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REMEMBER THIS: Peril on the lakes — Part 1

In the winter of 1906, the tugboat 'J.H. Jones' left Owen Sound for the last run of the season ... but it became its last run ever

If you take a walk along the Barrie waterfront, you will notice that ice is beginning to form. If this winter proves to be an ordinary one, with the usual spells of below-freezing temperatures, Lake Simcoe will freeze over completely.

Ice fishermen, snowmobilers and other winter weather enthusiasts will be watching this process with excitement. The rest of us will beg their forgiveness for not sharing their enthusiasm. What does the lake ice offer us? Perhaps not as much as it once did.

It was not always this way.

When the community of Barrie was just emerging from the woods in the early 19th century, Lake Simcoe had already been acting as the Highway 400 of its time for centuries. Before railways or decent roads, the water was the only way to reach this region. The lake could be traversed during open water season or once the ice was solid.

Frozen Kempenfelt Bay was for years a beehive of activity. Before the advent of modern electric refrigerators, Lake Simcoe ice was highly sought after for its purity as it filled ice boxes from here to Toronto, Buffalo, Cleveland and beyond. An entire seasonal industry grew from the harvesting of lake ice.

Back in the days when winter weather was more predictable, winter carnivals were held on the frozen bay. The cold weather produced thick ice, strong enough to support thousands of people, parked cars, military vehicles and multiple sporting events all at once.

Odd as it may sound, the thought occurred to me that this annual shutting down of the majority of lake activities has been a life saver of sorts. Of course, there have been tragic mishaps on the ice, plenty of them over the years, but when the water becomes naturally inaccessible, less humans are found on it.

A story caught my eye last week. It was the tragic tale of the J.H. Jones, a tugboat built in 1888 and lost in the winter of 1906.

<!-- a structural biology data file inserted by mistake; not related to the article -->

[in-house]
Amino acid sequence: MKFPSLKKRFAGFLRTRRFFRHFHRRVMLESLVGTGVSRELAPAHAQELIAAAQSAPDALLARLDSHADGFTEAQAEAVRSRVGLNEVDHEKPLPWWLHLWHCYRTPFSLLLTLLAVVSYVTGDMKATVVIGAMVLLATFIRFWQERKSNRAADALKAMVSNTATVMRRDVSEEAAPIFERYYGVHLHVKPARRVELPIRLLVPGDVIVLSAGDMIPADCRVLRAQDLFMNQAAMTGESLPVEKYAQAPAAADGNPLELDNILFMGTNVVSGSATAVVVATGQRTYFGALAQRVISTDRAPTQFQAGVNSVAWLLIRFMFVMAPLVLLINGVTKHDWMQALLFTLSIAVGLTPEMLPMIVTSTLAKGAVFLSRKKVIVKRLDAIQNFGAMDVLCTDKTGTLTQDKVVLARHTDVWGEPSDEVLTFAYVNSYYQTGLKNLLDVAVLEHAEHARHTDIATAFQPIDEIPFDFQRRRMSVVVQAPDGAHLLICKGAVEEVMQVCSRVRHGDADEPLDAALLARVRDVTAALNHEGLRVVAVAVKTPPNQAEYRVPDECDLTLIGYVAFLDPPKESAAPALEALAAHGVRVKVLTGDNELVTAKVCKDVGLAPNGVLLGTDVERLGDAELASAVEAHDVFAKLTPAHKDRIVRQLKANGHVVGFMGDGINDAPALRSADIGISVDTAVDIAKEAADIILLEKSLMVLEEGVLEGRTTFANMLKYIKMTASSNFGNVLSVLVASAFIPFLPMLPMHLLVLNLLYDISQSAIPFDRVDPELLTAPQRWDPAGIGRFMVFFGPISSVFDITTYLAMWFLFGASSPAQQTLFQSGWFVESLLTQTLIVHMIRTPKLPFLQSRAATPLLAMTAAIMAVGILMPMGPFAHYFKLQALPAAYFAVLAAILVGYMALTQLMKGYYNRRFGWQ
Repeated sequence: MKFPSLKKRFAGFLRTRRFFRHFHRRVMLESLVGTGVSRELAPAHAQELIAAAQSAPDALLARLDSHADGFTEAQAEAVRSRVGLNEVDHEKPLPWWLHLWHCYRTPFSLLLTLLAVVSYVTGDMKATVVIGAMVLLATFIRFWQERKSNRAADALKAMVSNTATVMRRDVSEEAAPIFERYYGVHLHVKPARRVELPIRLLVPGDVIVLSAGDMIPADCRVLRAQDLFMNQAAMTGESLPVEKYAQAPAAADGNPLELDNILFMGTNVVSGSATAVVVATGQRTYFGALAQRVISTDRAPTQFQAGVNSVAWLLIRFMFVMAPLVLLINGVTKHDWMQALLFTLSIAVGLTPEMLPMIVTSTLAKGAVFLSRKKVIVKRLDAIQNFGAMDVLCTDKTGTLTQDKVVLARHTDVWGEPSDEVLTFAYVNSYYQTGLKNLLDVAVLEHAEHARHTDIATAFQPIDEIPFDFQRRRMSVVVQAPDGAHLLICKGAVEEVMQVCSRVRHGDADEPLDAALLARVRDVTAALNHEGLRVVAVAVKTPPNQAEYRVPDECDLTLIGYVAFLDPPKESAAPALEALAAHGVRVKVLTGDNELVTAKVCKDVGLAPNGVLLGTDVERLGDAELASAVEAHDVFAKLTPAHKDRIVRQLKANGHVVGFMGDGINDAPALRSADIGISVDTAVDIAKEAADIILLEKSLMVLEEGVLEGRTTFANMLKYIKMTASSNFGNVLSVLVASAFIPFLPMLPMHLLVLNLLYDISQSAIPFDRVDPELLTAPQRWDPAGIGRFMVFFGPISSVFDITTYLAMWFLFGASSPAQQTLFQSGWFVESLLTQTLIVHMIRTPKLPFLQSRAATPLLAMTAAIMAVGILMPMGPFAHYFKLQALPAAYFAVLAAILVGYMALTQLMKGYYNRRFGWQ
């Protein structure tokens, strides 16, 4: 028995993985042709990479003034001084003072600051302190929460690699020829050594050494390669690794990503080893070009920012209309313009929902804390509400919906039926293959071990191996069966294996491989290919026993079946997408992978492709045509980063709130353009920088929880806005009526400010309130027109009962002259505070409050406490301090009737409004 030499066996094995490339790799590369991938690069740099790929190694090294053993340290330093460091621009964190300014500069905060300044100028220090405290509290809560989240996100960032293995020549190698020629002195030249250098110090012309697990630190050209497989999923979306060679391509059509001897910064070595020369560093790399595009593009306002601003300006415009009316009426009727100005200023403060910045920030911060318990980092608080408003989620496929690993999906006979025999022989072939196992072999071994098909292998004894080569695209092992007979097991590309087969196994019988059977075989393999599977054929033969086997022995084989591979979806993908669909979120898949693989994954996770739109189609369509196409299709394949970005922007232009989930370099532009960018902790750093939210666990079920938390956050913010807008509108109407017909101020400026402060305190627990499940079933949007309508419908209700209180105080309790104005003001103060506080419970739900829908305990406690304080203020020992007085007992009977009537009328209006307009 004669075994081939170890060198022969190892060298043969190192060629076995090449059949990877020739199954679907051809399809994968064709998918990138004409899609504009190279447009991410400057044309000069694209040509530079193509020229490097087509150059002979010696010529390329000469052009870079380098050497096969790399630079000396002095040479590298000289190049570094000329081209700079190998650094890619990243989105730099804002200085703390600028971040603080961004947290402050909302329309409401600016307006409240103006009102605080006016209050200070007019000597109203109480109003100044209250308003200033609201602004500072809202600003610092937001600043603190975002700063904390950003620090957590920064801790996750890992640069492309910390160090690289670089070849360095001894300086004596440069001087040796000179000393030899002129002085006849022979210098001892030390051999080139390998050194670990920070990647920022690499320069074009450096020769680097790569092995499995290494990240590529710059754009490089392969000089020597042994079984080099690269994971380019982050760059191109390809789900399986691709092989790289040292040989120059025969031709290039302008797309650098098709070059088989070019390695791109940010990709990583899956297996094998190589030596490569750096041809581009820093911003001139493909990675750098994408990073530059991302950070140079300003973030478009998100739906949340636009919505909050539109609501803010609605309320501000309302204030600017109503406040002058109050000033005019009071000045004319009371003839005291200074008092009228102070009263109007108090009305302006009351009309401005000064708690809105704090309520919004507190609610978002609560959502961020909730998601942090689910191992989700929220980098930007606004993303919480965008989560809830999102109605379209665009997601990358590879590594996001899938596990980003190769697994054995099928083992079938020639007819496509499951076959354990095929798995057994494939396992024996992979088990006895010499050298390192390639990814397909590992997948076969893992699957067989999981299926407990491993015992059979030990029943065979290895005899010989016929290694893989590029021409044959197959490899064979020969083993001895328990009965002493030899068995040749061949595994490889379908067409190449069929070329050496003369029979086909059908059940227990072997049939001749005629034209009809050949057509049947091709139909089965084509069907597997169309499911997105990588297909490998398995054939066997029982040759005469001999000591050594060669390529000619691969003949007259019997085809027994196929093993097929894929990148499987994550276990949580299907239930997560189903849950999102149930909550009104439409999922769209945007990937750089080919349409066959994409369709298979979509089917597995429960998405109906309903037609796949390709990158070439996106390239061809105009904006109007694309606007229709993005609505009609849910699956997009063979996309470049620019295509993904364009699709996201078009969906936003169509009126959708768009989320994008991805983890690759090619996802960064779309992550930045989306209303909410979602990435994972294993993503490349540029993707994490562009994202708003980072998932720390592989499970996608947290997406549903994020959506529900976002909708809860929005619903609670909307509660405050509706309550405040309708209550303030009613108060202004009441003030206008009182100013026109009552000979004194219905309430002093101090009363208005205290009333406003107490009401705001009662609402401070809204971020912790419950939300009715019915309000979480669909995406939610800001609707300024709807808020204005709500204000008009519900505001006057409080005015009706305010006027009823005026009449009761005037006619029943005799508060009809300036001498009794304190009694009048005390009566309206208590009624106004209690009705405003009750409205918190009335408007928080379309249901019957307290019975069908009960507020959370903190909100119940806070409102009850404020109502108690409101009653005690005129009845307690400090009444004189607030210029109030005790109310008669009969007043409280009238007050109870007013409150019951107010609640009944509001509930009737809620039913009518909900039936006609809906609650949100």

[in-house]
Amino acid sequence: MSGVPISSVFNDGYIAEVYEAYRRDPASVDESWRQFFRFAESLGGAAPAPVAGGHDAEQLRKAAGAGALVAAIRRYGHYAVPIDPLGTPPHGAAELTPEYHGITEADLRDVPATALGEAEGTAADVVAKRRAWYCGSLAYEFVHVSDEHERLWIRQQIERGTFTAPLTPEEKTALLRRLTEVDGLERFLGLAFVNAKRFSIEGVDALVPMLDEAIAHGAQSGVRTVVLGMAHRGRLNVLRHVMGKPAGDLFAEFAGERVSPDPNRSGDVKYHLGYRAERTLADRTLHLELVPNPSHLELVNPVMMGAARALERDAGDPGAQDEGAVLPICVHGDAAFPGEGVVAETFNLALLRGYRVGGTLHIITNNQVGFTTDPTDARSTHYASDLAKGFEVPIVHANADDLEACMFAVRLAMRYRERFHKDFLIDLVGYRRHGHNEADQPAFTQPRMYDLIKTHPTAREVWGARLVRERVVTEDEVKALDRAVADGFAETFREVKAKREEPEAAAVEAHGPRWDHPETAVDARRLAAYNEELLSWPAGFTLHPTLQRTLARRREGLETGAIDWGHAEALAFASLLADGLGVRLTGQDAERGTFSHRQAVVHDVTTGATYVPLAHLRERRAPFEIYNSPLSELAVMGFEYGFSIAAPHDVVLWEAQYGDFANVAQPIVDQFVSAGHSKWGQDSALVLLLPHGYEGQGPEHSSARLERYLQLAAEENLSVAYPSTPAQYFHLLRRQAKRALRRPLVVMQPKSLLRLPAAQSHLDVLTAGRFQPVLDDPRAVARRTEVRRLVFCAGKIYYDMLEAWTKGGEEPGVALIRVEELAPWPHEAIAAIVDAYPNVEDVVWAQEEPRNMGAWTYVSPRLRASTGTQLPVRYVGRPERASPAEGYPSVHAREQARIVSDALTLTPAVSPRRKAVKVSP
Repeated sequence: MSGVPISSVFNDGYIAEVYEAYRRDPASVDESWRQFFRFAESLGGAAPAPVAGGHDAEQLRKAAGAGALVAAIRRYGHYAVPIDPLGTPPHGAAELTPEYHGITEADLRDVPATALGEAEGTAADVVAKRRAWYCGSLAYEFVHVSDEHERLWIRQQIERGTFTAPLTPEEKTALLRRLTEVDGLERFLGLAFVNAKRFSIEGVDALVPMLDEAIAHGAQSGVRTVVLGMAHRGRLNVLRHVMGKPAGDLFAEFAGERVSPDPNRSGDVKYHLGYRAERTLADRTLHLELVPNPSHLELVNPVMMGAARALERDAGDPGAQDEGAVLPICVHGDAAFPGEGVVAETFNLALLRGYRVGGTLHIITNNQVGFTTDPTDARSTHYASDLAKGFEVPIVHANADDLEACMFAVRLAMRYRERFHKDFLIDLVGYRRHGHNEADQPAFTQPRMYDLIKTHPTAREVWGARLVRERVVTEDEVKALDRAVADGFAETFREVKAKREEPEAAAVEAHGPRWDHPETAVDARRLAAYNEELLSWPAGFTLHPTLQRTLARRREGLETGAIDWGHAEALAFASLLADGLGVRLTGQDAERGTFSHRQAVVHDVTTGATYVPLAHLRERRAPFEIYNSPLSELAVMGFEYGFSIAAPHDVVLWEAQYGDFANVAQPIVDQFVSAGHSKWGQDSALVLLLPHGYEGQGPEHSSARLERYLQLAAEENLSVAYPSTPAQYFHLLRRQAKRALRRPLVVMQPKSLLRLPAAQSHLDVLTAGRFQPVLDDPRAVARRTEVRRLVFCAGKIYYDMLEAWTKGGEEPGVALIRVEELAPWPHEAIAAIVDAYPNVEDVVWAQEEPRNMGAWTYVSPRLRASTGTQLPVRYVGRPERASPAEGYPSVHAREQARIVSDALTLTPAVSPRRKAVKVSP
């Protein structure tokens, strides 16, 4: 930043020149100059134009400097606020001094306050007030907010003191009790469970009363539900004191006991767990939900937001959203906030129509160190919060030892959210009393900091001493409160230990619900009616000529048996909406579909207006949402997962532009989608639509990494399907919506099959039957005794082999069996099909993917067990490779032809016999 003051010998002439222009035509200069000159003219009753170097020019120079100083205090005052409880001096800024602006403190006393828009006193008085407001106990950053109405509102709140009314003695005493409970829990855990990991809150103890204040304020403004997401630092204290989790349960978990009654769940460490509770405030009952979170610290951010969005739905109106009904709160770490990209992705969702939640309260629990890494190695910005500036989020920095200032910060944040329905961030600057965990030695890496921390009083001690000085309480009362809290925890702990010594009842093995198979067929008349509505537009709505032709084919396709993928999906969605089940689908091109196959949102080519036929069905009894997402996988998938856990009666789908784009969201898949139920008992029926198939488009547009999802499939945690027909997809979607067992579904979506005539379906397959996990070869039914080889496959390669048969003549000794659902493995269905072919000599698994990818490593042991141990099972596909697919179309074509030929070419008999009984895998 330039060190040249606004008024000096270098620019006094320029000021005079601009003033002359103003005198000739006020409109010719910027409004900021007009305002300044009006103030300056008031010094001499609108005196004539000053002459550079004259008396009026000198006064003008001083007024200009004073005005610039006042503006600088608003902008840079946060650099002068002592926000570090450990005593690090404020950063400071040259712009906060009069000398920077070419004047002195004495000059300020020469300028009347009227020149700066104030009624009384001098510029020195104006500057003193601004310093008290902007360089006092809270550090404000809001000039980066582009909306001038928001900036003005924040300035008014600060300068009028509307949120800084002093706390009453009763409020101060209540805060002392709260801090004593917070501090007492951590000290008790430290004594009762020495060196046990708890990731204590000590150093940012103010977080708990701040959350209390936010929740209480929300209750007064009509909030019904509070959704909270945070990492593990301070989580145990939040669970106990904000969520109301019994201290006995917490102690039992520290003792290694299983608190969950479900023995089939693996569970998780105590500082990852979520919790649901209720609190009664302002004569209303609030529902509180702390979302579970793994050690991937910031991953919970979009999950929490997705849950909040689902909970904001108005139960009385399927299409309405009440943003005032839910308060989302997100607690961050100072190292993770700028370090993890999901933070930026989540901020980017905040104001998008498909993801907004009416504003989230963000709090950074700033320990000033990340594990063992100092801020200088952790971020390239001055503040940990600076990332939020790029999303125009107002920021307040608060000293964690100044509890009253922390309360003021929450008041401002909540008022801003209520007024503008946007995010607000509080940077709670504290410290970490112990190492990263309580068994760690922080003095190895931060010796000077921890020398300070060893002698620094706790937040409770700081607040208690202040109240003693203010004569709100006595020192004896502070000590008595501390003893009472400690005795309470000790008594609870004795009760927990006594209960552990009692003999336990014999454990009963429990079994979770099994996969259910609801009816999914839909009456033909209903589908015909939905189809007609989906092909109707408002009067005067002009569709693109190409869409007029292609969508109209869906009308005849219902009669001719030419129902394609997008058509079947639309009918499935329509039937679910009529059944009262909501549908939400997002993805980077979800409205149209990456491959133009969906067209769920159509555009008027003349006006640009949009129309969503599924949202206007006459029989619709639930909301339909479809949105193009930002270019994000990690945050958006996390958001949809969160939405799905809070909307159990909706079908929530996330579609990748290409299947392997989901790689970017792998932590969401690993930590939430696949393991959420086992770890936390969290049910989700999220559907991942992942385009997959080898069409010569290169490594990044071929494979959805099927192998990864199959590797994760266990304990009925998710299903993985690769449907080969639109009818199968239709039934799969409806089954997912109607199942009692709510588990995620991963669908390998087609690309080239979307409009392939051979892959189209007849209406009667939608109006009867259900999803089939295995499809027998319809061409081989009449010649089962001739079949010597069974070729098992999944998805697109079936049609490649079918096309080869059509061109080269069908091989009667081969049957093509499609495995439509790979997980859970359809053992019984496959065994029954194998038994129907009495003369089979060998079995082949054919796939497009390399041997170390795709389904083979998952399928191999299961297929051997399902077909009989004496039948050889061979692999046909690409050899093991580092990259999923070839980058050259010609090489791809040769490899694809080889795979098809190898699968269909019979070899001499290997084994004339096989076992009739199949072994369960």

Georgian Bay, where the J.H. Jones once plied the waters, is a massive body of water attached to the even more massive Lake Huron. Like the other freshwater Great Lakes, Lake Huron is much like an inland sea. These vast expanses of open water allow great storms and waves to form.

Unlike our Lake Simcoe, these big lakes do not entirely freeze over. This is a bonus for the shipping industry but winter sailing is risky business for all those who step onto a boat in this harsh season.

At 107 feet in length, the J.H. Jones was considered a small vessel. She started out as a fishing boat but was soon carrying goods and passengers up and down the eastern coast of the Bruce Peninsula, from Owen Sound, over to Manitoulin Island and back.

The captain of the J.H. Jones was James Victor Crawford, the son of Irish immigrants who had first settled in Lanark County in the late 1850s.

Crawford later came with his family to Keppel Township in Grey County. He had spent his early life in farming, but, by the late 1880s, he was the owner of the Crawford Tug Co. based in Wiarton.

Crawford was an experienced mariner, a fact that matters little when a Great Lake storm begins to blow wildly. Cpt. Crawford, the crew of 13 and the 17 passengers aboard had little chance during that fierce gale of Nov. 22, 1906.

It was to be the last run of the season. It became the last run ever. The J.H. Jones left Owen Sound and was headed to Lion’s Head with passengers and a cargo of coal oil, brick making machinery, a sleigh and other goods. They made it as far as Cape Croker.

Each week, the Barrie Historical Archive provides BarrieToday readers with a glimpse of the city’s past. This unique column features photos and stories from years gone by and is sure to appeal to the historian in each of us.

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Mary Harris

About the Author: Mary Harris

Mary Harris is the Director of History and Research at the Barrie Historical Archive. The Barrie Historical Archive is a free, online archive that centralizes Barrie's historical content.
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